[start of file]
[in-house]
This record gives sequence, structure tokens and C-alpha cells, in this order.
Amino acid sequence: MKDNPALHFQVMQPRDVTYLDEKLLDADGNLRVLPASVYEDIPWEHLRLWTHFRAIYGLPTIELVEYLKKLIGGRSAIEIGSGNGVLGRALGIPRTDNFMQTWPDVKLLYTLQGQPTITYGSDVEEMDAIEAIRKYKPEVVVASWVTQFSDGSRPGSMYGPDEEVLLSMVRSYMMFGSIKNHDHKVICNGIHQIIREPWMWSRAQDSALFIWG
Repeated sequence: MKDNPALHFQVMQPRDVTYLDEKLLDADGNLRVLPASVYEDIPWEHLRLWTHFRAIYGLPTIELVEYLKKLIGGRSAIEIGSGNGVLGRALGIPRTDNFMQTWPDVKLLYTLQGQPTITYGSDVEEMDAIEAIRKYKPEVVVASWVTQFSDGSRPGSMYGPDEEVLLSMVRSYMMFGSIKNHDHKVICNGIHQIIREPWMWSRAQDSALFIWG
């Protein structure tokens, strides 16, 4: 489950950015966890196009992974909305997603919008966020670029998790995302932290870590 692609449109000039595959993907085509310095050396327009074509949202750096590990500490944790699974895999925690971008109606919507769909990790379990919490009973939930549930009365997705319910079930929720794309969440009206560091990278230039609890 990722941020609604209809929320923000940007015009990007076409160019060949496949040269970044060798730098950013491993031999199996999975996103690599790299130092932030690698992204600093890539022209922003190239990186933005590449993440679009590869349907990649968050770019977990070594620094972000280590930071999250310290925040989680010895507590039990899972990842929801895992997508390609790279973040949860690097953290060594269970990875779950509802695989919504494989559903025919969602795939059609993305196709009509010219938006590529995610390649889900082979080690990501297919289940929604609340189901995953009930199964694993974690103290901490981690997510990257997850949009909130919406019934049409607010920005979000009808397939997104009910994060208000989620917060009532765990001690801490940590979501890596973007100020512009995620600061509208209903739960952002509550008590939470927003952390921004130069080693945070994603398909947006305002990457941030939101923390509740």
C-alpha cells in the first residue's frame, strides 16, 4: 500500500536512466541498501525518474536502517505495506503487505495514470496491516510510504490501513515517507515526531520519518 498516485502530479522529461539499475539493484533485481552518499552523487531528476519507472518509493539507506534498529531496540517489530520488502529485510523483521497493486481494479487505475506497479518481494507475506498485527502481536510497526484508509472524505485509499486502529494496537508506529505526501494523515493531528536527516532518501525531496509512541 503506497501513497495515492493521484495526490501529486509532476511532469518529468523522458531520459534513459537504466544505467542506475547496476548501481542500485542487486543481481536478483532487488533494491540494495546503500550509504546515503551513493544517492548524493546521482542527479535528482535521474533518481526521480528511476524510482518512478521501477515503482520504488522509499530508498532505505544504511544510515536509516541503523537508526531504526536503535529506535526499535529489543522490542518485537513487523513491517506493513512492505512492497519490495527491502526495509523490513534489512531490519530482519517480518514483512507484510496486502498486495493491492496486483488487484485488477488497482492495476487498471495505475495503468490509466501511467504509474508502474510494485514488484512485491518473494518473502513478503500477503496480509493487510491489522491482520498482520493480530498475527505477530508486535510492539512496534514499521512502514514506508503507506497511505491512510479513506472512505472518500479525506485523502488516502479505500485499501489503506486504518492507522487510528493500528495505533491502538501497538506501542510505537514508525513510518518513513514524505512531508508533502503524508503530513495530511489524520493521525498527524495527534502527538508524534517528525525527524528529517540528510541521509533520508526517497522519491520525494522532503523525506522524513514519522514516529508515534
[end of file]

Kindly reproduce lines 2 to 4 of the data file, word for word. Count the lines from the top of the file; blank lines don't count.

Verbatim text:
This record gives sequence, structure tokens and C-alpha cells, in this order.
Amino acid sequence: MKDNPALHFQVMQPRDVTYLDEKLLDADGNLRVLPASVYEDIPWEHLRLWTHFRAIYGLPTIELVEYLKKLIGGRSAIEIGSGNGVLGRALGIPRTDNFMQTWPDVKLLYTLQGQPTITYGSDVEEMDAIEAIRKYKPEVVVASWVTQFSDGSRPGSMYGPDEEVLLSMVRSYMMFGSIKNHDHKVICNGIHQIIREPWMWSRAQDSALFIWG
Repeated sequence: MKDNPALHFQVMQPRDVTYLDEKLLDADGNLRVLPASVYEDIPWEHLRLWTHFRAIYGLPTIELVEYLKKLIGGRSAIEIGSGNGVLGRALGIPRTDNFMQTWPDVKLLYTLQGQPTITYGSDVEEMDAIEAIRKYKPEVVVASWVTQFSDGSRPGSMYGPDEEVLLSMVRSYMMFGSIKNHDHKVICNGIHQIIREPWMWSRAQDSALFIWG